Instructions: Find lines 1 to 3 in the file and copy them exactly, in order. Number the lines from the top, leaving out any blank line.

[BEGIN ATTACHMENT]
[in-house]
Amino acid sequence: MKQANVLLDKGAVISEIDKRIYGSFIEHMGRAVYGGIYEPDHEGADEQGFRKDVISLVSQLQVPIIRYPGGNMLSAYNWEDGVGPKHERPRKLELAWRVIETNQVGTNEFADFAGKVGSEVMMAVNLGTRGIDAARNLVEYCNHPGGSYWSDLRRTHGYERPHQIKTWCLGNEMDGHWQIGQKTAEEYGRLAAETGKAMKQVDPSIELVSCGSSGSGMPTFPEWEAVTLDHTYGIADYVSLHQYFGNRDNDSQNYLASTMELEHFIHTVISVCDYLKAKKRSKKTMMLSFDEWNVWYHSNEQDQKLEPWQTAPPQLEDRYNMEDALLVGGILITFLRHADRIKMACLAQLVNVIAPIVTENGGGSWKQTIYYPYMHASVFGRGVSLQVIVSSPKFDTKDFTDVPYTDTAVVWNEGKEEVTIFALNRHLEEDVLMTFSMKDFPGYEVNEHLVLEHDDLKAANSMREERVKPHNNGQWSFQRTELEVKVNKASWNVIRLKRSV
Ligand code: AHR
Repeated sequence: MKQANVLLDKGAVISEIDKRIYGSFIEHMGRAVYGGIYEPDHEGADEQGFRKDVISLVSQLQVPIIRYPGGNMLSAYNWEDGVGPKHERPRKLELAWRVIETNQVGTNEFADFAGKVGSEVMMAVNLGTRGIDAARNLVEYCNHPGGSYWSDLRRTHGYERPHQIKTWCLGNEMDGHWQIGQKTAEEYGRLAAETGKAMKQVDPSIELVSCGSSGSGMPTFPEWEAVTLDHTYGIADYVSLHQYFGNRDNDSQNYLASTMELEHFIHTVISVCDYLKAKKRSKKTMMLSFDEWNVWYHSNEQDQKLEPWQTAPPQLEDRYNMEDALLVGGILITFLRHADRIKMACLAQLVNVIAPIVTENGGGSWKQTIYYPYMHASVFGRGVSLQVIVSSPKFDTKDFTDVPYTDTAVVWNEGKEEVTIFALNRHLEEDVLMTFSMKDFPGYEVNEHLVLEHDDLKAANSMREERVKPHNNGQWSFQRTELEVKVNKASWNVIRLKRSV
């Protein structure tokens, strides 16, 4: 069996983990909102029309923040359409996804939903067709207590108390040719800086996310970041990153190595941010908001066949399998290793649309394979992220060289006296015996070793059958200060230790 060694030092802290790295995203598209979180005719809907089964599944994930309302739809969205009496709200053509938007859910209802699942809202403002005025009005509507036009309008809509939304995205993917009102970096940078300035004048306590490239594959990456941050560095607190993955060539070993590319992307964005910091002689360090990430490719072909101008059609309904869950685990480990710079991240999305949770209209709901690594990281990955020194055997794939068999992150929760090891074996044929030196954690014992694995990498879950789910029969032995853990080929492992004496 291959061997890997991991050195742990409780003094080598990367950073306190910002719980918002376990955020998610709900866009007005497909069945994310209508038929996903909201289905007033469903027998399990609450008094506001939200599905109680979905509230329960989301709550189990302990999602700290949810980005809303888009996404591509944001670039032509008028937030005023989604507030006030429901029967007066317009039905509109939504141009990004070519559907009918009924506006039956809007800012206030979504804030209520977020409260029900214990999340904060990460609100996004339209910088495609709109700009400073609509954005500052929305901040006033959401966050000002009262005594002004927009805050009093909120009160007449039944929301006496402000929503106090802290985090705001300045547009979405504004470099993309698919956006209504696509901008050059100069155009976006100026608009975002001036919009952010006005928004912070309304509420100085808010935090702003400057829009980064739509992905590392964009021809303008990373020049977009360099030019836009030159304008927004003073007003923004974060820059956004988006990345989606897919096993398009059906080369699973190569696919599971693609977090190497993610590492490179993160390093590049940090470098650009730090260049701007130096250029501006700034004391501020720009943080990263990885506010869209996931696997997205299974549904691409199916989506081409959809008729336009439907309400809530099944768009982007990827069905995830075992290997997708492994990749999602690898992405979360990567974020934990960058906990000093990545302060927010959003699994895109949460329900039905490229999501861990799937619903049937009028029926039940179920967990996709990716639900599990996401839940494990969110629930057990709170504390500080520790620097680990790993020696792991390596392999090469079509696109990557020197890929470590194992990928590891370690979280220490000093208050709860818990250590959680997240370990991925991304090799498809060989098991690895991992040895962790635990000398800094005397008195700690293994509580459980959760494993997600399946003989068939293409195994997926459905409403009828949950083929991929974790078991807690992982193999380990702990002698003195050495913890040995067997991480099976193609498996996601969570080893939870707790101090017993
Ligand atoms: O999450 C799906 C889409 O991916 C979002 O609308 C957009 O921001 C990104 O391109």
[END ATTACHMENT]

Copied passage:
[in-house]
Amino acid sequence: MKQANVLLDKGAVISEIDKRIYGSFIEHMGRAVYGGIYEPDHEGADEQGFRKDVISLVSQLQVPIIRYPGGNMLSAYNWEDGVGPKHERPRKLELAWRVIETNQVGTNEFADFAGKVGSEVMMAVNLGTRGIDAARNLVEYCNHPGGSYWSDLRRTHGYERPHQIKTWCLGNEMDGHWQIGQKTAEEYGRLAAETGKAMKQVDPSIELVSCGSSGSGMPTFPEWEAVTLDHTYGIADYVSLHQYFGNRDNDSQNYLASTMELEHFIHTVISVCDYLKAKKRSKKTMMLSFDEWNVWYHSNEQDQKLEPWQTAPPQLEDRYNMEDALLVGGILITFLRHADRIKMACLAQLVNVIAPIVTENGGGSWKQTIYYPYMHASVFGRGVSLQVIVSSPKFDTKDFTDVPYTDTAVVWNEGKEEVTIFALNRHLEEDVLMTFSMKDFPGYEVNEHLVLEHDDLKAANSMREERVKPHNNGQWSFQRTELEVKVNKASWNVIRLKRSV
Ligand code: AHR